|This is my best case scenario of how tomorrow will feel.|
On top of feeling like anyone that comes in contact with me should be given a hazmat suit, we also got hit with more snow. Again. Lovely. At this point, I feel unfazed by the white stuff. It's kind of like knowing that you are going to have to do dishes each night and the laundry every other day. You wake up, it's there, you deal with it. Of course once I finally decided to make peace with this fact, life decided to smack me around a bit. The state plow truck pushed down a huge wall of snow that I had built up to keep between my husband's car and the road. This wall of snow was a compact snow/ice hybrid that had been formed from the plow trucks coming through our road, and my shoveling our driveway for every storm we have had this winter. It was roughly 15 feet long.
|This is the before and after of my Everest.|
All that snow was pushed into my driveway and I was the only one home to deal with it. Luckily, my children just happened to be inside watching PeeWee's Playhouse on Netflix so they were unable to hear me let out a string of profanity that made me sound like I had Tourettes syndrome. I am pretty sure that I may have even made up a few words that were so foul they hadn't been invented yet.
|Yeah, "FUN" wasn't the F-word I was thinking of, Pee Wee.|
Now the point of this blog is supposed to be about being physically active in the winter, and I promise you, I am getting to that part. You see, we needed that space to park our car, and to use as a pathway to walk to our house. I had to shovel it. There was no option. I spent nearly 6 hours shoveling that day, and at least half of that time was spent just clearing away that wall of snow. I was upset and discouraged when I realized what a task I had in front of me, but I did it and I did it on my own, minus 30 minutes of shoveling that my cousin helped out with. This same time last year, I could not have tackled that task. I was not even remotely fit enough to attempt it. It was brutal, but I got it done and I was incredibly proud of myself. I could have called someone to plow it, and I almost did. Deep down I knew I could do it, and I wanted to prove to myself that I could.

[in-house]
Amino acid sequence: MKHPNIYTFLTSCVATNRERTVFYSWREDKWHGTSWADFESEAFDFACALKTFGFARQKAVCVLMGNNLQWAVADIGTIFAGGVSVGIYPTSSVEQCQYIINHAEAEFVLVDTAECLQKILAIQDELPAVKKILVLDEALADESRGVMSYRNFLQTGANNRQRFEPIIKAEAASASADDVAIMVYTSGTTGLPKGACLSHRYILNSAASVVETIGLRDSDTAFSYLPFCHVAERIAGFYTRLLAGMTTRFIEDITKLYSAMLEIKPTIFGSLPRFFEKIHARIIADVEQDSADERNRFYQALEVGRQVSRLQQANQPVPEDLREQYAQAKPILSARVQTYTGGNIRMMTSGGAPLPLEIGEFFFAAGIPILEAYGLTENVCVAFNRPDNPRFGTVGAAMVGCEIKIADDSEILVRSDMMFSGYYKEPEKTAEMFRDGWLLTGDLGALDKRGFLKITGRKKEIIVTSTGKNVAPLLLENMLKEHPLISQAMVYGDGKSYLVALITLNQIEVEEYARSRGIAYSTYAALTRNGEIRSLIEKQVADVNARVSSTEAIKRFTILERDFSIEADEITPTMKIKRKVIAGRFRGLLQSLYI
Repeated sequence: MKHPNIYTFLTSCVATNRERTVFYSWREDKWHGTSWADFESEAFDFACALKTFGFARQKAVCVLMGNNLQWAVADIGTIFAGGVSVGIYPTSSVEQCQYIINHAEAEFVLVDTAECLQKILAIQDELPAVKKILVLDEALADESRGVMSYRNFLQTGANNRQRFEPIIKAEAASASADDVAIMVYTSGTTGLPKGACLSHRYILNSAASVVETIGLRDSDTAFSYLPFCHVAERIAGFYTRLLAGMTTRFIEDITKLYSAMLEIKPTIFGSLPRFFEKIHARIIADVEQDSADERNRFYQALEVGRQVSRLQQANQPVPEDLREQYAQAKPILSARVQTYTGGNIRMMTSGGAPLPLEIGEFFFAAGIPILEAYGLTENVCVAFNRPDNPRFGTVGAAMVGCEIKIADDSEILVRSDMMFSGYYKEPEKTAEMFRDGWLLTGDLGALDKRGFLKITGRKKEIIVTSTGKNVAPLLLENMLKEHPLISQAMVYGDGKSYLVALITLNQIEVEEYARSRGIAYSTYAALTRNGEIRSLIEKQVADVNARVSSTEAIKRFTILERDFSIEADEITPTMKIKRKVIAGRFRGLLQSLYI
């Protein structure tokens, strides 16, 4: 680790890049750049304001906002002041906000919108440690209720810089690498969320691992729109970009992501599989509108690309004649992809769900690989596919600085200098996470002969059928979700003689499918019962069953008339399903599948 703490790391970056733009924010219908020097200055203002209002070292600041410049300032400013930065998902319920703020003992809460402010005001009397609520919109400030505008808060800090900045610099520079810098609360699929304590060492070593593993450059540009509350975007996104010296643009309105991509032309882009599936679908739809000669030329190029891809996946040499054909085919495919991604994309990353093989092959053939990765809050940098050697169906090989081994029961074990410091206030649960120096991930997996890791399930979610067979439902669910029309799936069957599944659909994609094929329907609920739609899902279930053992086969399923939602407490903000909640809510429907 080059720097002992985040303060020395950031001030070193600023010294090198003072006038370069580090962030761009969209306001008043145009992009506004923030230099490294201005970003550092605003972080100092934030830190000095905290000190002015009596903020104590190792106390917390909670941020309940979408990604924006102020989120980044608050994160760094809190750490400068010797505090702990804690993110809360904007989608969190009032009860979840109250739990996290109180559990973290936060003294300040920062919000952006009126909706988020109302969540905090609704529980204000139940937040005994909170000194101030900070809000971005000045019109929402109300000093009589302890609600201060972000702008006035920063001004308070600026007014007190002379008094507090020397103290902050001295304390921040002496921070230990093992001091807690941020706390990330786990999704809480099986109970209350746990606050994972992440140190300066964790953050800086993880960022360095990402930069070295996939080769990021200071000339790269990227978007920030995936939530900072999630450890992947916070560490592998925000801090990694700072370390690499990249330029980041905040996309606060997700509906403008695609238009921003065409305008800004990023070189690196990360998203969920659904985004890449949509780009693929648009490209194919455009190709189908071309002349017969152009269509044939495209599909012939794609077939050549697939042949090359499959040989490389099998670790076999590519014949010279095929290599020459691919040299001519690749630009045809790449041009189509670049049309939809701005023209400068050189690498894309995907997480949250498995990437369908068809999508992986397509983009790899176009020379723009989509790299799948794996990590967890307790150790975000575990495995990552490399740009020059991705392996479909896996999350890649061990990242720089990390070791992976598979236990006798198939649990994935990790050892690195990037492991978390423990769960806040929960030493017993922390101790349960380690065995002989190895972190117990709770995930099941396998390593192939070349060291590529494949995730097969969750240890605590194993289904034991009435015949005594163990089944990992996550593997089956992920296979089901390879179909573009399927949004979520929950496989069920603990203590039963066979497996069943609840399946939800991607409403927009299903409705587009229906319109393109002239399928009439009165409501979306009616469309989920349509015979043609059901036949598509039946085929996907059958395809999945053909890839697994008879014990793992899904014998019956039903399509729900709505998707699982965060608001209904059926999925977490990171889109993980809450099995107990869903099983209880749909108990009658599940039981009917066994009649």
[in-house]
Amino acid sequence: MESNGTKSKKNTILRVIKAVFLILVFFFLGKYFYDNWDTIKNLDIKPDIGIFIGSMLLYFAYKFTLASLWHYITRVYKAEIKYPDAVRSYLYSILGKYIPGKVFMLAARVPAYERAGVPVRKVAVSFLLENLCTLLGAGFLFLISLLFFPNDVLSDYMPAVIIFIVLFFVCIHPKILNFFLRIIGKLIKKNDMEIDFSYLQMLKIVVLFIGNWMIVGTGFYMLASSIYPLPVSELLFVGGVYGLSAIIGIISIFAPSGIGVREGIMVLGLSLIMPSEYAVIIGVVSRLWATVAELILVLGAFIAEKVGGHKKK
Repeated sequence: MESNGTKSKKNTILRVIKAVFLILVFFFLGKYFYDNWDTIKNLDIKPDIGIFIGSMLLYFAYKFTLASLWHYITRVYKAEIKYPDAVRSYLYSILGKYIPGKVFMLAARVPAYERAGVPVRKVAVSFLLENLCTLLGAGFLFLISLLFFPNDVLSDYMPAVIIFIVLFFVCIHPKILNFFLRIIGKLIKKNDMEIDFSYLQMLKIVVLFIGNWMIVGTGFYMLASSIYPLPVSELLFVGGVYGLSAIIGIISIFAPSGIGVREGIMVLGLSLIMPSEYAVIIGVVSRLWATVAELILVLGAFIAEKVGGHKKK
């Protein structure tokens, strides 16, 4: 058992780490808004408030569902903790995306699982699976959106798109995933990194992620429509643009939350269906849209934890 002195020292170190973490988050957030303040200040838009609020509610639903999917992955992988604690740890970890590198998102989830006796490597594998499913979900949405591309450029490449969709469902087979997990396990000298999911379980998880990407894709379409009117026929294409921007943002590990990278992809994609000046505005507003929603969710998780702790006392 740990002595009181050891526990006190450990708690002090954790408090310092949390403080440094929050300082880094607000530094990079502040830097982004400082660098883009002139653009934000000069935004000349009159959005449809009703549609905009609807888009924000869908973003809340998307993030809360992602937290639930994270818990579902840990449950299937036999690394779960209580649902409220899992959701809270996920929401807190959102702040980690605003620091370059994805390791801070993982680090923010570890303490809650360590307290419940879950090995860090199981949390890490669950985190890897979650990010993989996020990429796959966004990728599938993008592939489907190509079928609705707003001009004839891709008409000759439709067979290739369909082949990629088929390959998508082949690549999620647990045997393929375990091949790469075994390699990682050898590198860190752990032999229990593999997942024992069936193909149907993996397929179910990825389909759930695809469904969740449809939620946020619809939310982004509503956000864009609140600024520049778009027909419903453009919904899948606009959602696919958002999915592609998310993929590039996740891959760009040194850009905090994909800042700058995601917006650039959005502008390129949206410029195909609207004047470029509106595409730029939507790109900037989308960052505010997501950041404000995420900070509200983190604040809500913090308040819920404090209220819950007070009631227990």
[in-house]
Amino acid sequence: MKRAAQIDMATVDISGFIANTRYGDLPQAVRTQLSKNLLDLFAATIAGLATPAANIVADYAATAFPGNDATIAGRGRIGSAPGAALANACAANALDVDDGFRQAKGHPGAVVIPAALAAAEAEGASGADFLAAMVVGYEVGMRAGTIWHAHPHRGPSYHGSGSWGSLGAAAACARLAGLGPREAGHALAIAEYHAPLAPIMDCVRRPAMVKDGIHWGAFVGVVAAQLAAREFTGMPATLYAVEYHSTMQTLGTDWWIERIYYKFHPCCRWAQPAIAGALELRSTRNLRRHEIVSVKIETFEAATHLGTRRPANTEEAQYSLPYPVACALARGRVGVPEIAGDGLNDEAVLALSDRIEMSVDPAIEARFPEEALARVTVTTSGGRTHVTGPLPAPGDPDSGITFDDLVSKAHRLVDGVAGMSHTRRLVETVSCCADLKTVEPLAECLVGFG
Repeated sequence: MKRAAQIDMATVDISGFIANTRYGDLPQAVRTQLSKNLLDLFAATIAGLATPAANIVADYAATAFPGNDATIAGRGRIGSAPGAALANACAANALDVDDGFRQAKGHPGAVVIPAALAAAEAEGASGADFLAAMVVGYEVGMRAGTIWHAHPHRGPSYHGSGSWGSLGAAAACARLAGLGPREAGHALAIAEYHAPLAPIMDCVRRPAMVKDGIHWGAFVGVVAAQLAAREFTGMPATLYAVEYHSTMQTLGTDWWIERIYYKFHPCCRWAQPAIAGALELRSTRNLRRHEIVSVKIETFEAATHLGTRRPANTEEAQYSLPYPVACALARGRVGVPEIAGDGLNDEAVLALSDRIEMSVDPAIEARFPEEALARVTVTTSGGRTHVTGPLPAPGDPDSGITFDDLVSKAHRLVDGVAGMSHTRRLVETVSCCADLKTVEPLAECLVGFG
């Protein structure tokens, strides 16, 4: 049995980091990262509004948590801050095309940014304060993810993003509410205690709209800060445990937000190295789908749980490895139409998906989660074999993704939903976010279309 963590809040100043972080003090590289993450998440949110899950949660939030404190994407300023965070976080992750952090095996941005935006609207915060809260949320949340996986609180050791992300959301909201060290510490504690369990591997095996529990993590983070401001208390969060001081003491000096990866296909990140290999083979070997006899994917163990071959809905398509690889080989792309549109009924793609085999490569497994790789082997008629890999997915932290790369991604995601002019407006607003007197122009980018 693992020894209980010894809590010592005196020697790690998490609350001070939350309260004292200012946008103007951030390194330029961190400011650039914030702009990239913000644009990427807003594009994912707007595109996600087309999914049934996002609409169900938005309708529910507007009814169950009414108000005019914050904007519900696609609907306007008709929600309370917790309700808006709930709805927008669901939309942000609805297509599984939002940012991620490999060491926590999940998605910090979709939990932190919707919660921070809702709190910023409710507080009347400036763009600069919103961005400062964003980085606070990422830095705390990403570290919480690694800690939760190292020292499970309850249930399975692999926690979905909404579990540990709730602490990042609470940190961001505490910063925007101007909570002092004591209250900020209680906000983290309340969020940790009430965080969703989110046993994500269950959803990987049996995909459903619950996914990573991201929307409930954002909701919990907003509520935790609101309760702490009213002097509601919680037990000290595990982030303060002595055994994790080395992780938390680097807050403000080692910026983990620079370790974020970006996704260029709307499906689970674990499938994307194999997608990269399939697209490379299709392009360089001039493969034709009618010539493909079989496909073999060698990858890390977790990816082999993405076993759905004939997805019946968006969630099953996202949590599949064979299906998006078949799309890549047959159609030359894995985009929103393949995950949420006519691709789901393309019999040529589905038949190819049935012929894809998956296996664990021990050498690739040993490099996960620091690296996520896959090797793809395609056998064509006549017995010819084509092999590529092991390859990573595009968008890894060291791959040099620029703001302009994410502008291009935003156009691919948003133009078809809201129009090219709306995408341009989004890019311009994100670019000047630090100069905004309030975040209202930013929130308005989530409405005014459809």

Making the changes that I have in the past 6 months (eating healthier, being more active) has changed me in ways I hadn't expected. Smaller sizes of jeans have been great, but nothing has compared to the rush that I get from being able to do something that I hadn't been able to do before, like running, keeping up better with my kids, walking 11,000 steps a day, and moving mountains of snow. These are the reasons I keep shoveling on.